Editor's Note: This story has been updated with the correct e-mail address.
Coweta’s newly formed Substance Abuse Prevention Coalition held its first meeting last week, and members are working on four strategies to help prevent opioid addiction in the county.
The strategies include creating guidelines for prescribers and pharmacists in Coweta, creating an opioid curriculum to be used in schools, ways to “lock up the meds” and data and evidence collection.
Though the coalition has approximately 30 members, there are no dentists and only one pharmacist.
Dentists are a major prescriber of opioid pain medicine for short-term pain, and pharmacists are an important line of defense in educating patients about the risks of dependence and addiction when taking opioid pain medication. The coalition would like someone from the dental community to participate, and an additional pharmacist, said Mary Norman, coalition facilitator. Cowetan Mel Kendrick is the AVPRIDE Outreach Assistant for Coweta.
Coweta County was recently ranked the sixth county in the state for opioid problems, and the coalition is made possible by a grant from the Office of Behavioral Health Prevention. The work is being done by AVPRIDE, an organization that has worked on substance abuse prevention in Fayette County since 1996.
The goals of the project are to reduce access to opioids in Coweta and to educate the community about how easy it is to become addicted to pain medication.
“You can become addicted after seven opioid pills,” Norman said.
Another goal is to have doctors who are prescribing medicines for short-term pain be more aware of the potential dangers of addiction. They would like for more doctors to ask patients if they have a family history of addiction and other questions to determine if there are other factors that might make the patient more likely to get hooked. Someone who is a “fast metabolizer” of medication is more likely to become addicted, Norman said.
Norman said the prescriber guidelines and the work of the coalition aren't about limiting opioids for people with chronic pain.
Instead, the idea is to make sure everyone is more careful when opioid pain pills are prescribed for short-term pain – things such as wisdom teeth removal, surgery, or broken bones.
Instead of sending someone home with 15 or 21 pain pills, maybe the doctor or dentist could start by prescribing five, Norman said. Then if the patient needs more, the doctor can prescribe more, or, at that point, prescribe another type of pain medication.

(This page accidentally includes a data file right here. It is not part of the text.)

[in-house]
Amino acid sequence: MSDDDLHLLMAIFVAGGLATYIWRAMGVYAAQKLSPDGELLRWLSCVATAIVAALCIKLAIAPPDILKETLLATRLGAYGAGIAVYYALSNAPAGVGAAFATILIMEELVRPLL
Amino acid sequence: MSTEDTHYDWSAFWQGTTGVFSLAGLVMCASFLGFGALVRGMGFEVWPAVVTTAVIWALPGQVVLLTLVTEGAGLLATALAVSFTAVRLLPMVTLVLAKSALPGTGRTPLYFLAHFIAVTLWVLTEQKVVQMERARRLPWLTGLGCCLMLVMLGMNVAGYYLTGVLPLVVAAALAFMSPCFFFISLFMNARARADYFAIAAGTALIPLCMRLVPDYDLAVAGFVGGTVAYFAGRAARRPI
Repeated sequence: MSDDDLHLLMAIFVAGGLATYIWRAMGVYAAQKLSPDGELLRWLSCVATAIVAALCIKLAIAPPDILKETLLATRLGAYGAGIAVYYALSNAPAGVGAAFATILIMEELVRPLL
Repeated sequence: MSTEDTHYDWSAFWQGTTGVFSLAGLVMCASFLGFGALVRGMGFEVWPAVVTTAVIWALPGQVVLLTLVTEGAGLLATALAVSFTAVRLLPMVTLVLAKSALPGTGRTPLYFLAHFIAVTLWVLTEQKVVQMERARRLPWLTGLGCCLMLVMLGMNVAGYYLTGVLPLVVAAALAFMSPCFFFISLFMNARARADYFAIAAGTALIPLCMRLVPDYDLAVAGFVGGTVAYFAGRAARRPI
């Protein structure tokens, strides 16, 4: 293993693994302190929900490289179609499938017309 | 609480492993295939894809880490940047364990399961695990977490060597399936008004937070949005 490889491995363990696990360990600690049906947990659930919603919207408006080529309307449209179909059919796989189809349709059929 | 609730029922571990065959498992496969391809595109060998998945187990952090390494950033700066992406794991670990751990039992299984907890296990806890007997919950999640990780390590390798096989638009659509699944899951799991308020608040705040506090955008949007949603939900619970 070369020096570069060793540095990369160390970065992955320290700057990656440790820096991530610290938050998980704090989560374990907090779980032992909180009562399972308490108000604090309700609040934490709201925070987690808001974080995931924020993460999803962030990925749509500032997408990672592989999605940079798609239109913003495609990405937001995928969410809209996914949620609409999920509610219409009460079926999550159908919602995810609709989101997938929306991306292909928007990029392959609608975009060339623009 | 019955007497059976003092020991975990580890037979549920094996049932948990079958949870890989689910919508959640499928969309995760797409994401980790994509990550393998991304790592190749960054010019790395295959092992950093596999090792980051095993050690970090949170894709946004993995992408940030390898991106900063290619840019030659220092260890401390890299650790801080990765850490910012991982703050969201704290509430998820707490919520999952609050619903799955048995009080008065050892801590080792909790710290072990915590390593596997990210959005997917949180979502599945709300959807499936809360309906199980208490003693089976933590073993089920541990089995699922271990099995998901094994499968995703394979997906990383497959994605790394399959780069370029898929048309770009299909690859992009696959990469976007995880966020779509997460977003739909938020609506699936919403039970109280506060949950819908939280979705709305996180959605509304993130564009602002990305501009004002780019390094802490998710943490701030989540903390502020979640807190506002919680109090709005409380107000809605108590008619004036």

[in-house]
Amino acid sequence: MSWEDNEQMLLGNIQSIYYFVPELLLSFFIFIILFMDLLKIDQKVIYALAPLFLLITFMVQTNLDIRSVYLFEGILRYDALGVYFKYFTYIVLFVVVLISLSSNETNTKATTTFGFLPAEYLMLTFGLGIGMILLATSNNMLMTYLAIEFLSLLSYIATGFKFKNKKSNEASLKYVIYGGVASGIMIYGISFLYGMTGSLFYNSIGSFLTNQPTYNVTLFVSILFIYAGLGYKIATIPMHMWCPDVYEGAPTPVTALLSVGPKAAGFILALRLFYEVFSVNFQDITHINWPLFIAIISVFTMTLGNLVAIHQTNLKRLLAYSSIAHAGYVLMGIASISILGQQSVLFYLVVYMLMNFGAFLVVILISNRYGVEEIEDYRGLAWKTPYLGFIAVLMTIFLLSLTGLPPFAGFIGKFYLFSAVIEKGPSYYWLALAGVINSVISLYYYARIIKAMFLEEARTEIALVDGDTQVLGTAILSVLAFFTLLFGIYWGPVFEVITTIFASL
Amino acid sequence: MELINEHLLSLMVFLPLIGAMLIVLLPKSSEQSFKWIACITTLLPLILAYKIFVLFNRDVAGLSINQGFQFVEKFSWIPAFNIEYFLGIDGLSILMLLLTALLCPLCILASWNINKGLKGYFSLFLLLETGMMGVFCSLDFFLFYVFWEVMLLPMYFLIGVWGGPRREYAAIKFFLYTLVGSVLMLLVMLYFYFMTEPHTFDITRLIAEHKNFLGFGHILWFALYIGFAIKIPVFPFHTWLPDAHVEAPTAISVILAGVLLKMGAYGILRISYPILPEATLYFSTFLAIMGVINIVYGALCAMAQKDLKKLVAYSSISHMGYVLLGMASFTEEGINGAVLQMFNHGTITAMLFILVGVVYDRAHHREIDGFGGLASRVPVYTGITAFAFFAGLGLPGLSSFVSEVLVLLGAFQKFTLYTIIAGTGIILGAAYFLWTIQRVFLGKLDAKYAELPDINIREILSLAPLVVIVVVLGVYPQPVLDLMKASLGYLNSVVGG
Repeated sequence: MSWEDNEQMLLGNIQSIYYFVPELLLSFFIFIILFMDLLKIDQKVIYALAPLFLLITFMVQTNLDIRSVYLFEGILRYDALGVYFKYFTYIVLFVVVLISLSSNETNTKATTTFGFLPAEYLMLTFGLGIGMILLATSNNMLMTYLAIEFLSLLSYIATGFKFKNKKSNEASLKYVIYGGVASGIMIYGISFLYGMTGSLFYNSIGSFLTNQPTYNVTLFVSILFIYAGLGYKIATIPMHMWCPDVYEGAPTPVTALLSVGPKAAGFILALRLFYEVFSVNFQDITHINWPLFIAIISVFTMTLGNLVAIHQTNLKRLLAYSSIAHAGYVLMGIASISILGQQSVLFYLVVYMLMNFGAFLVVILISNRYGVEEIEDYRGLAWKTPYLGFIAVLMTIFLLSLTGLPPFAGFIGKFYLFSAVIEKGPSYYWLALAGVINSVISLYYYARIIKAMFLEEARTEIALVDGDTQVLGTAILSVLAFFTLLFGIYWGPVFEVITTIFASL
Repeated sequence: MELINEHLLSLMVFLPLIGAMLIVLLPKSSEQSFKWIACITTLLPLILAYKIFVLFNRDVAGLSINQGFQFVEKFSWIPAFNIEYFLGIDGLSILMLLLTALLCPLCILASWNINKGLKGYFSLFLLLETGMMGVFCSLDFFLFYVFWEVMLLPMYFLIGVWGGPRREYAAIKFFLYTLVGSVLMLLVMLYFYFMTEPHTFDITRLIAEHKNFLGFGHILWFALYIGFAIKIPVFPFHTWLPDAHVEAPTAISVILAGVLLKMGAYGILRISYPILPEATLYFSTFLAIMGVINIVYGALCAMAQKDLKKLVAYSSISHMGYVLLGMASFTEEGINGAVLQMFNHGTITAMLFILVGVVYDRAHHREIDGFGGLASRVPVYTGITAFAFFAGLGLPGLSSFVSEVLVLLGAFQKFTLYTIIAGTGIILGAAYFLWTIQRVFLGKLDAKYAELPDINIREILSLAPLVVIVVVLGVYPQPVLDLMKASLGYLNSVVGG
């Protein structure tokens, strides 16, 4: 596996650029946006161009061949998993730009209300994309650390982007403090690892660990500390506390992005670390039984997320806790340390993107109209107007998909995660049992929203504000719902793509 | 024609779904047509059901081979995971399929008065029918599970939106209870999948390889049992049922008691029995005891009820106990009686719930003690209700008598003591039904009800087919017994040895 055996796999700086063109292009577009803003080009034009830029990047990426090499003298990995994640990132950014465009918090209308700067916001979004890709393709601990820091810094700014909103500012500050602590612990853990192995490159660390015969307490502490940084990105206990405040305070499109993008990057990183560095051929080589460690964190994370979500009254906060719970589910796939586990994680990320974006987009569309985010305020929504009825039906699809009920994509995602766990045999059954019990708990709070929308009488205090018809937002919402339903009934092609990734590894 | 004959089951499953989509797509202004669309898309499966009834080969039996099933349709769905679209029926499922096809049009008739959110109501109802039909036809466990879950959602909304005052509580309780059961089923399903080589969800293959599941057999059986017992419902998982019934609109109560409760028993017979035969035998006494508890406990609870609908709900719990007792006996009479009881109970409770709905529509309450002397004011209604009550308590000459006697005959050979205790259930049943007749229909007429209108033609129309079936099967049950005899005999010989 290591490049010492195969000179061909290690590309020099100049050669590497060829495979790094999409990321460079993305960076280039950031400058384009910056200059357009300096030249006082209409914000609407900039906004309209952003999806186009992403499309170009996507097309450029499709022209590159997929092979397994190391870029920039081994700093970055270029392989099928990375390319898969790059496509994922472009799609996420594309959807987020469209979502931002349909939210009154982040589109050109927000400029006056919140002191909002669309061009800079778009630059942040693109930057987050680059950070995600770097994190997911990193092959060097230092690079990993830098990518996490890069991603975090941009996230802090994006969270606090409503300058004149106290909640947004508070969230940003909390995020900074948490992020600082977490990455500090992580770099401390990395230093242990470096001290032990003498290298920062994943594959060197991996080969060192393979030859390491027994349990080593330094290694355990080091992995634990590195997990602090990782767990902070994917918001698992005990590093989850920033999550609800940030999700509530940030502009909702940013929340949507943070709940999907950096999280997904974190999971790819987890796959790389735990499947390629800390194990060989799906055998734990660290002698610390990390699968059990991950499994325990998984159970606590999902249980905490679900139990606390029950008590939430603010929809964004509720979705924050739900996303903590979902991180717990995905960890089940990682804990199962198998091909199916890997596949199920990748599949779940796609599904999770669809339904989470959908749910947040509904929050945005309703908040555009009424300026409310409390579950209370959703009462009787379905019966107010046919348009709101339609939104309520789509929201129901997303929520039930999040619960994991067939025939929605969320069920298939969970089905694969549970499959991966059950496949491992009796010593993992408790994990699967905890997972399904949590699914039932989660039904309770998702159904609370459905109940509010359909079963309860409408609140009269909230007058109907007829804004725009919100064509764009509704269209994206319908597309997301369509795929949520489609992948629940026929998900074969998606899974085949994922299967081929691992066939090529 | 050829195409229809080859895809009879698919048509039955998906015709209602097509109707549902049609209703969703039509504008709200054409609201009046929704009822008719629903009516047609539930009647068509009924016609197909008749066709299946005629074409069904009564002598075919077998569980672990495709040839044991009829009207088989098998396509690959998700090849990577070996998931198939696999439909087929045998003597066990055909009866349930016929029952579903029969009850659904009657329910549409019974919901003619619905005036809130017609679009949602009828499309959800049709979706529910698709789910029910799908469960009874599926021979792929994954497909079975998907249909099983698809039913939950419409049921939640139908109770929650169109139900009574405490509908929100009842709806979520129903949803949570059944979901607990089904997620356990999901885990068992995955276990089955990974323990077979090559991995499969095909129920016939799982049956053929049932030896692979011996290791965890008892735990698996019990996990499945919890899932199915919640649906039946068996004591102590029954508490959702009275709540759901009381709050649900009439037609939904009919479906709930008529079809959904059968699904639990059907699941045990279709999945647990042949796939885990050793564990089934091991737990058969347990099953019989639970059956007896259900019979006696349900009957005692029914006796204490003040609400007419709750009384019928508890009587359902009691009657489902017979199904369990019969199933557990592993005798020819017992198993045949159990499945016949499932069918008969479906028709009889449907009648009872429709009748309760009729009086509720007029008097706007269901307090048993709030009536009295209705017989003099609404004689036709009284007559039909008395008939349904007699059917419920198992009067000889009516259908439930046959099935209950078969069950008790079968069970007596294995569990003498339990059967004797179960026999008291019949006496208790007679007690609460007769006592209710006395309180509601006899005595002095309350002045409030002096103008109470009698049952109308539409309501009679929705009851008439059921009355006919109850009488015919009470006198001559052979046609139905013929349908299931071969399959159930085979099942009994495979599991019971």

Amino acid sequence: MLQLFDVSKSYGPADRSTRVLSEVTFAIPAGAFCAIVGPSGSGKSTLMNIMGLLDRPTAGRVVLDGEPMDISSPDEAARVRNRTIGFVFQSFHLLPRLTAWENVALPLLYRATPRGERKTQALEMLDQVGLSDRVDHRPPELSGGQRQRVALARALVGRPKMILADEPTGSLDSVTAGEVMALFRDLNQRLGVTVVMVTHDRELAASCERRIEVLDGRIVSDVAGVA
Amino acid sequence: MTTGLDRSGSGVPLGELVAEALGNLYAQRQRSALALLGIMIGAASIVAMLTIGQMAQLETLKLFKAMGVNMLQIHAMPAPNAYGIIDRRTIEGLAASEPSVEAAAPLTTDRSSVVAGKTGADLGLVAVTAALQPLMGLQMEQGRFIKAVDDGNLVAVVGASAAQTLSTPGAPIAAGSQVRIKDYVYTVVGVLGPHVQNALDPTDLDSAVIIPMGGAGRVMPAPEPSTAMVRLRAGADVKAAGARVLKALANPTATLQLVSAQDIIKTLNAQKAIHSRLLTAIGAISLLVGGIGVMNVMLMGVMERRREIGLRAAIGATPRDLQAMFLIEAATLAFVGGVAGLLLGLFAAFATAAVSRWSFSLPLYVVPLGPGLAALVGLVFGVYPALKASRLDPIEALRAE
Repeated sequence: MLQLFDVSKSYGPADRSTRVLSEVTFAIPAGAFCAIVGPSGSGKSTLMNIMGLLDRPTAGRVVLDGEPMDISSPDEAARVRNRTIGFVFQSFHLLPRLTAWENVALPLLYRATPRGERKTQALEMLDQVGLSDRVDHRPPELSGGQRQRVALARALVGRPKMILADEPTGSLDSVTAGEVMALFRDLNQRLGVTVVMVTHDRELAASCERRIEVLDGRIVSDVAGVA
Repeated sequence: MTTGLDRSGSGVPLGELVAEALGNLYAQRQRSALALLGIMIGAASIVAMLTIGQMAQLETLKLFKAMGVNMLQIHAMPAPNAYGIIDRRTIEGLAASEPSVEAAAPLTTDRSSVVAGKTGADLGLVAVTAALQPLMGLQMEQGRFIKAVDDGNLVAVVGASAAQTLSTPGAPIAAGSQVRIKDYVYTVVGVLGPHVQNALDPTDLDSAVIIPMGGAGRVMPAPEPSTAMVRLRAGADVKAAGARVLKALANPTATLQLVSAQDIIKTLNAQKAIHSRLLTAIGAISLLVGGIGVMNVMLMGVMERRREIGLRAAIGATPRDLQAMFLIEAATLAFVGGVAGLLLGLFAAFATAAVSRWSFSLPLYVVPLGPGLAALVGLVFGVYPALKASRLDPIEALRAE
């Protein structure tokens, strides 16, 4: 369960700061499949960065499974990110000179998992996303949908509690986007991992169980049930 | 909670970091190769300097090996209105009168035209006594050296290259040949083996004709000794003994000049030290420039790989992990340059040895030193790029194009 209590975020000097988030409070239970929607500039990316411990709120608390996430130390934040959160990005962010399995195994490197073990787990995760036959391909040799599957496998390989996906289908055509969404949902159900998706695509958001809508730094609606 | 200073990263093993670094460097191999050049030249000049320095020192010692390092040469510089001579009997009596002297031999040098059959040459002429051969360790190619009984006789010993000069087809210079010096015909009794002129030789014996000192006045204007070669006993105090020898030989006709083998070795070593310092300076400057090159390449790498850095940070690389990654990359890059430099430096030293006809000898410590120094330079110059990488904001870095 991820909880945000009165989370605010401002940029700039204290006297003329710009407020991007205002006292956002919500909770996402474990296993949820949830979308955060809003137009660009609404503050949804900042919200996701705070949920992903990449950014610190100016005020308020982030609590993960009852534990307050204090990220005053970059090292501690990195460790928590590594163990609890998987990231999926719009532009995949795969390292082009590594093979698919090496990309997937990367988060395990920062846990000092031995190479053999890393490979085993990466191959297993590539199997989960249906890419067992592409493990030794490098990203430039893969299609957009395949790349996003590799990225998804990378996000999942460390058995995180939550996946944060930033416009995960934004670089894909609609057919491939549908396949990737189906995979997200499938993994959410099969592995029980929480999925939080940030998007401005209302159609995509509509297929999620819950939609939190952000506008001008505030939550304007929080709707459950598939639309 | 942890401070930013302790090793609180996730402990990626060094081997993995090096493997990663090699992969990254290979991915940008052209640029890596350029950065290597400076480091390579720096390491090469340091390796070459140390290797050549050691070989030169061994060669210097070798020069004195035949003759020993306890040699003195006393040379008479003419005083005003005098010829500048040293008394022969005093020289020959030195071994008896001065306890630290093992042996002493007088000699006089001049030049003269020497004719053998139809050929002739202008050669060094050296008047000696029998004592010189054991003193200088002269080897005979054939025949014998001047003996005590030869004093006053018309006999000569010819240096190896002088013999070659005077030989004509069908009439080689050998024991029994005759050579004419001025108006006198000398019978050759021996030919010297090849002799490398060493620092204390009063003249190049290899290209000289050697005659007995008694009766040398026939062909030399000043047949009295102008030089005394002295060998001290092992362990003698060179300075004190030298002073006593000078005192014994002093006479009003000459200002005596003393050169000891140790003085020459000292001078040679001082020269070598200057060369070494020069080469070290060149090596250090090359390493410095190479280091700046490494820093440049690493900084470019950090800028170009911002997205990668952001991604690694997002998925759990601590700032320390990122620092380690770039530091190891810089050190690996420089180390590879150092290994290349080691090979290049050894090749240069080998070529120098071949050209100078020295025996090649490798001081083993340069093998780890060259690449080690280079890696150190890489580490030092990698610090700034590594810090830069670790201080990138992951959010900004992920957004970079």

“We want everyone on both sides to be more thoughtful about ‘How long do I take this course of medicine?’” Norman said.
Prescriber guidelines are something “that we know works effectively in controlling access to opioids,” Norman said. The guidelines would be available to all medical professionals in Coweta. Using them would be voluntary.
Norman told about an East Coweta High School student who became addicted to opioids after getting his wisdom teeth removed. Two years later, he was dead.
“He ended up smoking a fentanyl patch because he was so desperate for the high,” she said.
“That speaks to the desperation to have that high. After you can’t get them from your physician any longer, you go to the street – or start looking for any way you can get high again.
“The perception of harm needs to be high with young people,” Norman said. “if there is a low perception of harm, they’re going to think: ‘The doctor gave them to me. They can’t be that bad,’” she said.
That’s why education is so important – for teens, adults and medical professionals.
Oftentimes, people will get more opioids than they need, and the leftovers end up sitting in a medicine cabinet somewhere.
Then, “there is access for misuse or abuse,” Norman said. That’s why “lock up the meds” is another part of the strategy. There are ways to dispose of pain medication and other prescription drugs that can be abused, such as secure dropoff points. The Walmart pharmacy provides a product called “DisposeRX.” It’s a powder, provided free of charge for pharmacy customers that is being given with new pain pill prescriptions. The product is added to a pill bottle along with warm water, and it renders the medication into a harmless substance that can be disposed of in the trash.
Another part of the prescriber guidelines will be encouraging pharmacists “to have conversations with those who are picking up their medication. That is a key education opportunity,” Norman said.
“If you get a prescription you may think, ‘Well, the doctor prescribed me three weeks’ worth, I guess I need to take it for three weeks.’ You may only need three doses."
Getting better data about opioid use, storage and education in the community is the fourth coalition strategy.
There are plans for a town hall meeting in the next few months, and to put out various surveys. Surveys will not only be to measure drug use but to also “find out how many people are actually locking up their meds – we’re going to create awareness on how you do that,” Norman said.
“There are safes you can purchase, locks for cabinets,” Norman said. She wants that issue to be on people’s minds.
Coalition members who attended last week’s meeting included Bonnie Scott, Shandria Sanchez, Meredith Kearns, Pat Rudd, Akela Fordham, Ida Johnson, Heather Stokes, Jean Felts, Donna Hansman, Ashley Hurley, Dr. Tonya Whitlock, Jennifer Barnett, Pam Lewis, Sherrill Sligar, Christine Kendall, George Alexander, Leland Johnson, Lee Raines, Blake Bass, John Winters, Breanna Barnett, Vicki Kaiser, Bill Larkey, Craig Buchanan, Nicholas Estabrook, Michael Smith and Hank Arnold.
The coalition is meeting monthly, every third Tuesday of the month from 8-9:30 a.m. Locations will vary, but the April meeting will be at Piedmont Newnan Hospital.
For more information or if you are a dentist or pharmacist who would like to be involved, contact Norman at email@example.com